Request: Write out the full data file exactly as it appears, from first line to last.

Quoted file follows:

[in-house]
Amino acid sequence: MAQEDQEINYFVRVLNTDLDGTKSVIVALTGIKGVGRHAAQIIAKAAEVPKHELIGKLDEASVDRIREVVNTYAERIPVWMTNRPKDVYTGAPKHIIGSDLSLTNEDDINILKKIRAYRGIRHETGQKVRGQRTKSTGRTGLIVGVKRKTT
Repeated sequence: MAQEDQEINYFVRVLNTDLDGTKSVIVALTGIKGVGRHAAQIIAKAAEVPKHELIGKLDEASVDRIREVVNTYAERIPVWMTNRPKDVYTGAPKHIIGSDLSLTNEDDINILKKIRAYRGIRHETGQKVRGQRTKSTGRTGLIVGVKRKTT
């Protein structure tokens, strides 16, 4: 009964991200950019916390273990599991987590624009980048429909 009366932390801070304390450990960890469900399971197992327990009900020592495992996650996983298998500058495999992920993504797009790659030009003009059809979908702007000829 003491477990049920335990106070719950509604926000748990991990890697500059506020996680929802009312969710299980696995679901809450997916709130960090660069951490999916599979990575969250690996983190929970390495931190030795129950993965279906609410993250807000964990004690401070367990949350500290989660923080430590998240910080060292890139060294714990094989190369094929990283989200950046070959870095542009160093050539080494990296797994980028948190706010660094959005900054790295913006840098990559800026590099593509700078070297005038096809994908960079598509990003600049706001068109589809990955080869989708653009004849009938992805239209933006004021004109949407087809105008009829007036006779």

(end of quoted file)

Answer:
[in-house]
Amino acid sequence: MAQEDQEINYFVRVLNTDLDGTKSVIVALTGIKGVGRHAAQIIAKAAEVPKHELIGKLDEASVDRIREVVNTYAERIPVWMTNRPKDVYTGAPKHIIGSDLSLTNEDDINILKKIRAYRGIRHETGQKVRGQRTKSTGRTGLIVGVKRKTT
Repeated sequence: MAQEDQEINYFVRVLNTDLDGTKSVIVALTGIKGVGRHAAQIIAKAAEVPKHELIGKLDEASVDRIREVVNTYAERIPVWMTNRPKDVYTGAPKHIIGSDLSLTNEDDINILKKIRAYRGIRHETGQKVRGQRTKSTGRTGLIVGVKRKTT
């Protein structure tokens, strides 16, 4: 009964991200950019916390273990599991987590624009980048429909 009366932390801070304390450990960890469900399971197992327990009900020592495992996650996983298998500058495999992920993504797009790659030009003009059809979908702007000829 003491477990049920335990106070719950509604926000748990991990890697500059506020996680929802009312969710299980696995679901809450997916709130960090660069951490999916599979990575969250690996983190929970390495931190030795129950993965279906609410993250807000964990004690401070367990949350500290989660923080430590998240910080060292890139060294714990094989190369094929990283989200950046070959870095542009160093050539080494990296797994980028948190706010660094959005900054790295913006840098990559800026590099593509700078070297005038096809994908960079598509990003600049706001068109589809990955080869989708653009004849009938992805239209933006004021004109949407087809105008009829007036006779």